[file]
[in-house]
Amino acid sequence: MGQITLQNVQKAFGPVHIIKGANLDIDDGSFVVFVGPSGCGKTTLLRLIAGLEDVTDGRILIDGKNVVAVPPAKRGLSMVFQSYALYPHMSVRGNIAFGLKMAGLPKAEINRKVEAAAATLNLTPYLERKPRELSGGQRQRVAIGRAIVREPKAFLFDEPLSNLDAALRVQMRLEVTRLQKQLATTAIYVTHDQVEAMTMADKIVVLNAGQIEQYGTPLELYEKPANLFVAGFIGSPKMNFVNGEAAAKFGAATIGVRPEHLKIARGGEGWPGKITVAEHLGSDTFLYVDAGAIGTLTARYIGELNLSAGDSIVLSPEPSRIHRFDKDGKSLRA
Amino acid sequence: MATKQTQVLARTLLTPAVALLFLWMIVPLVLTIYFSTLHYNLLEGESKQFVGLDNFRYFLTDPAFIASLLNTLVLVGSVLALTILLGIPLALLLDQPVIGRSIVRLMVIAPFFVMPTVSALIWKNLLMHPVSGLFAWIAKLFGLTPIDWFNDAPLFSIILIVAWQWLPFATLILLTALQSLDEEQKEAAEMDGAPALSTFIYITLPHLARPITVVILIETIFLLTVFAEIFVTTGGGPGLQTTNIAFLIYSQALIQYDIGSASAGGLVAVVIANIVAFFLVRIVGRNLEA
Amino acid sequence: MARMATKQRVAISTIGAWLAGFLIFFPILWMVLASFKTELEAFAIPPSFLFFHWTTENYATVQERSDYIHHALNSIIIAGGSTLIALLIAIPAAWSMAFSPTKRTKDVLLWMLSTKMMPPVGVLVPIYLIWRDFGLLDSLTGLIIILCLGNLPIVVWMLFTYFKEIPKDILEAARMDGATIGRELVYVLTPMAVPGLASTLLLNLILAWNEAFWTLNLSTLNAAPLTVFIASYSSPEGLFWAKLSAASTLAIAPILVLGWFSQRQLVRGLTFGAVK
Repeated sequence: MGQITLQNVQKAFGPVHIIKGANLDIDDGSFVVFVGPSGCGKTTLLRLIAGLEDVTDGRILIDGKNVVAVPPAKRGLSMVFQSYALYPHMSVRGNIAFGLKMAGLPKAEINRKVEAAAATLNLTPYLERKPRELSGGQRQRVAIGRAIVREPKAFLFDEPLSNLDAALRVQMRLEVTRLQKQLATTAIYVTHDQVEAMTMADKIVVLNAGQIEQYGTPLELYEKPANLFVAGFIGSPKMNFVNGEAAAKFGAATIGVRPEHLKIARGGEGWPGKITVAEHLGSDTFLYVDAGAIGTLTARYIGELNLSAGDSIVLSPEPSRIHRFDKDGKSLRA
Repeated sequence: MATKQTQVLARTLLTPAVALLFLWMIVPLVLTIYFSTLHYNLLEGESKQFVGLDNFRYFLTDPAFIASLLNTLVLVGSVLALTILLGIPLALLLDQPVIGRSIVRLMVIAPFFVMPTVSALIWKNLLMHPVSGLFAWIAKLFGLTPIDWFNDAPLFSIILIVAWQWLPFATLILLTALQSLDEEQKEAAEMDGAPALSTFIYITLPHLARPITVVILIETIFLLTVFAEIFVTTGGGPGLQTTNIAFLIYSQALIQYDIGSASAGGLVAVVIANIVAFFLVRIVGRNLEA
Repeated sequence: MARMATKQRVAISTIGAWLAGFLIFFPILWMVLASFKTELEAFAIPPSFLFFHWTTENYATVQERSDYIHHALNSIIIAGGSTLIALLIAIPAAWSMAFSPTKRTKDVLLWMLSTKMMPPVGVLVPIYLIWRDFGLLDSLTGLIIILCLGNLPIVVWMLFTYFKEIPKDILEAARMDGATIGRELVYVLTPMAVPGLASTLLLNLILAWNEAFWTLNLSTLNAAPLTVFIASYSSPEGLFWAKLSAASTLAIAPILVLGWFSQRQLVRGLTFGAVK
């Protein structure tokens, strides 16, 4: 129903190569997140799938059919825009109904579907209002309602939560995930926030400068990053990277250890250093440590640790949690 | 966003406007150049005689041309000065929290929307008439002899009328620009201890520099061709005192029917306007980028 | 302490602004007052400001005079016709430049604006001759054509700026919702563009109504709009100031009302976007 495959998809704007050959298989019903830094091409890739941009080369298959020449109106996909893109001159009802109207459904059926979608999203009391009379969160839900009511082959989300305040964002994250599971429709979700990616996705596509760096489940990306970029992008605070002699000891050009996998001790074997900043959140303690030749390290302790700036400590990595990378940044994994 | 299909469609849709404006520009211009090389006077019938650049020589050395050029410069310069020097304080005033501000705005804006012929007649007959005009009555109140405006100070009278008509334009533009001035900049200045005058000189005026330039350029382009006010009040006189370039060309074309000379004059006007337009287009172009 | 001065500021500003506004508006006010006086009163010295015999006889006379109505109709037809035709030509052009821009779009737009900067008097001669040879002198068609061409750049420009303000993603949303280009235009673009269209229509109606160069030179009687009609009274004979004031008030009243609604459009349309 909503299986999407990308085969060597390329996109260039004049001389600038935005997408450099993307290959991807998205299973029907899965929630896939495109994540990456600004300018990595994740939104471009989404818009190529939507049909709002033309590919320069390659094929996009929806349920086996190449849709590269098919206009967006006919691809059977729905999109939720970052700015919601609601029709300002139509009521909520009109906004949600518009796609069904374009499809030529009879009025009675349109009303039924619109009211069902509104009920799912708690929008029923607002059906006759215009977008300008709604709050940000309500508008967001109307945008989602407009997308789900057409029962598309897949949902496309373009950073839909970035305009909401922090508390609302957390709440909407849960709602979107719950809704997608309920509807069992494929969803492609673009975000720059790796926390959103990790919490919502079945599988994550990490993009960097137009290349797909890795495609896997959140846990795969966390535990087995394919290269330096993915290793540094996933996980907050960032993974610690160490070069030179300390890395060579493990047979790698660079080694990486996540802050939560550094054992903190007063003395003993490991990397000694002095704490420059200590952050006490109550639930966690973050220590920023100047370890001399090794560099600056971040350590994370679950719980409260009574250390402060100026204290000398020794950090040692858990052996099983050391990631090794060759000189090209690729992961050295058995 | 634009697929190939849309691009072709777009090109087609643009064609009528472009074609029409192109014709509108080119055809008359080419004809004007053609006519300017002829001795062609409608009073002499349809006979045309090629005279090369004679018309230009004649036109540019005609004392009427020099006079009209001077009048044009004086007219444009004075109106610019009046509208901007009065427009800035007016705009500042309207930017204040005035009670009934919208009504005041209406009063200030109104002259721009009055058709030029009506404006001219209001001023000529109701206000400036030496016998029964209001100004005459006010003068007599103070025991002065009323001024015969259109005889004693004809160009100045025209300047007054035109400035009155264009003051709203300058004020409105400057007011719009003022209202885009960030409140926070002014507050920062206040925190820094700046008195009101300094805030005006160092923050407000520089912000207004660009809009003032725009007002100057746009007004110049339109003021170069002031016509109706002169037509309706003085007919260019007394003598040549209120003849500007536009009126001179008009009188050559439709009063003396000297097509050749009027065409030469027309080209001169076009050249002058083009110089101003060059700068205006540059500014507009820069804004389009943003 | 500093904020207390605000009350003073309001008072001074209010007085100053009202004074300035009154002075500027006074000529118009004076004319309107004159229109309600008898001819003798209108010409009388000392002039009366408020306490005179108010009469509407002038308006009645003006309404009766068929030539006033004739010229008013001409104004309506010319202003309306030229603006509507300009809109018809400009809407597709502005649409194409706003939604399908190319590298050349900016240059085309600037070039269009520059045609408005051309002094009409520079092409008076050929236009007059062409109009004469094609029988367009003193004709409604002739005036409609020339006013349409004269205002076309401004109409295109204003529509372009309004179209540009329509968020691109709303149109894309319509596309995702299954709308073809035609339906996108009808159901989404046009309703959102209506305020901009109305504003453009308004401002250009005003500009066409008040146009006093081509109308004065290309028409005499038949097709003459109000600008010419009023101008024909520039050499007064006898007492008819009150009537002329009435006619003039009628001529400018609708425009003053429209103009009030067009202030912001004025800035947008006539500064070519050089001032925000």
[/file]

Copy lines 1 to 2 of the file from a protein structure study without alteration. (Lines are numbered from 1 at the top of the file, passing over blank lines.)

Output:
[in-house]
Amino acid sequence: MGQITLQNVQKAFGPVHIIKGANLDIDDGSFVVFVGPSGCGKTTLLRLIAGLEDVTDGRILIDGKNVVAVPPAKRGLSMVFQSYALYPHMSVRGNIAFGLKMAGLPKAEINRKVEAAAATLNLTPYLERKPRELSGGQRQRVAIGRAIVREPKAFLFDEPLSNLDAALRVQMRLEVTRLQKQLATTAIYVTHDQVEAMTMADKIVVLNAGQIEQYGTPLELYEKPANLFVAGFIGSPKMNFVNGEAAAKFGAATIGVRPEHLKIARGGEGWPGKITVAEHLGSDTFLYVDAGAIGTLTARYIGELNLSAGDSIVLSPEPSRIHRFDKDGKSLRA